Document 3: "End It"


By George Bass | 7 June 2012

“Revolutionary” is a word overused in marketing, designed to sell you rival brands of hair conditioner. How much revolutionary stuff have you bought that’s actually ignited cities, or packed the streets full of placards and torches? It’s the same with music: a lot of ground-breaking artists often break less ground than than a blunt-beaked hen. But not Document 3, the man who presumably forgot to save two previous versions of himself. Deep in a bunker in the alleyways of Norwich, Document 3 produces cutting-edge electronica, his claim to revolution certified by history—until machinery got invented, his town was the most populated corner of England.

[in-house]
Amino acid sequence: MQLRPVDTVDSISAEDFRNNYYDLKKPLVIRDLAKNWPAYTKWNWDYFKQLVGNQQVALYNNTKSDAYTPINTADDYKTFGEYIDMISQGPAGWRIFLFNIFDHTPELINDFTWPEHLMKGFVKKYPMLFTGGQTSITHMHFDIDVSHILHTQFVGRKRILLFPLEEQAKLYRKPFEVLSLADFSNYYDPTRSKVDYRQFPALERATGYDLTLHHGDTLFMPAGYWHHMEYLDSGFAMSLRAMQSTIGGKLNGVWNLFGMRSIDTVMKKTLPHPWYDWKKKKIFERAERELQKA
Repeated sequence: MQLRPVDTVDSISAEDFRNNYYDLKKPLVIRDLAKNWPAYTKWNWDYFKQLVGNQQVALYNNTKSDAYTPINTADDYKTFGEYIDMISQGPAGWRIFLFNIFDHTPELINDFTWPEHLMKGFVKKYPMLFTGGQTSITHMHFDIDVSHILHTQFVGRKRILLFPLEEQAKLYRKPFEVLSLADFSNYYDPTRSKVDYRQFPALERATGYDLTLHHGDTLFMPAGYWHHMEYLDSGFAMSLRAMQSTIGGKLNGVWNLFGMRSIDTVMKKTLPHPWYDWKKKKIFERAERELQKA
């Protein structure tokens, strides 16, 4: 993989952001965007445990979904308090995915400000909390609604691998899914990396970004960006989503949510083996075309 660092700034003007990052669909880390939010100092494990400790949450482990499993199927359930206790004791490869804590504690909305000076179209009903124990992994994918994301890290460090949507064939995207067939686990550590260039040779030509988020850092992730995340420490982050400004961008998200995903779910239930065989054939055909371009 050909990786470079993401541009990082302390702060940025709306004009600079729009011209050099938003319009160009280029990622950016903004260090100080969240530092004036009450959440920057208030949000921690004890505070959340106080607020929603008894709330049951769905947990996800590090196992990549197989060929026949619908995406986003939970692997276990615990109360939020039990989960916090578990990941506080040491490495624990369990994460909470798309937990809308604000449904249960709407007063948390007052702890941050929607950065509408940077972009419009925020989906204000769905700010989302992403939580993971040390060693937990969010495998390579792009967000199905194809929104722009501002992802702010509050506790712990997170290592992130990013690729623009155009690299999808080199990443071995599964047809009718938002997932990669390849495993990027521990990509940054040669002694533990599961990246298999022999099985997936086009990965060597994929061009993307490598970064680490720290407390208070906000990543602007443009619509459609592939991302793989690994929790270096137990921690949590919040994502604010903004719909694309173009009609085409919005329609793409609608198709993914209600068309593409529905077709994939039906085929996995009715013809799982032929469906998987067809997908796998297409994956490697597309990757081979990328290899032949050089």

Unfortunately that’s where the revolution stops. Dangling his feet either side of the electronica fence, Document 3’s music is well-worn, but still strangely comfortable; the Hush Puppy of art installation music. Groaning pads and a voice on a fax machine place “End It” in familiar territory—the kind of place a fallen cop goes to after his family’s been massacred and he needs to be alone, and get rained on. A guitar crashes a long way off in the distance but then rushes suddenly close, building to the kind of speaker-bursting riff a football team could walk out to. Document’s distorted drum programs ride his instruments, and piece together a sparky, carousing instrumental. It may not exactly be the next Arab Spring but a future zombie film has its titles.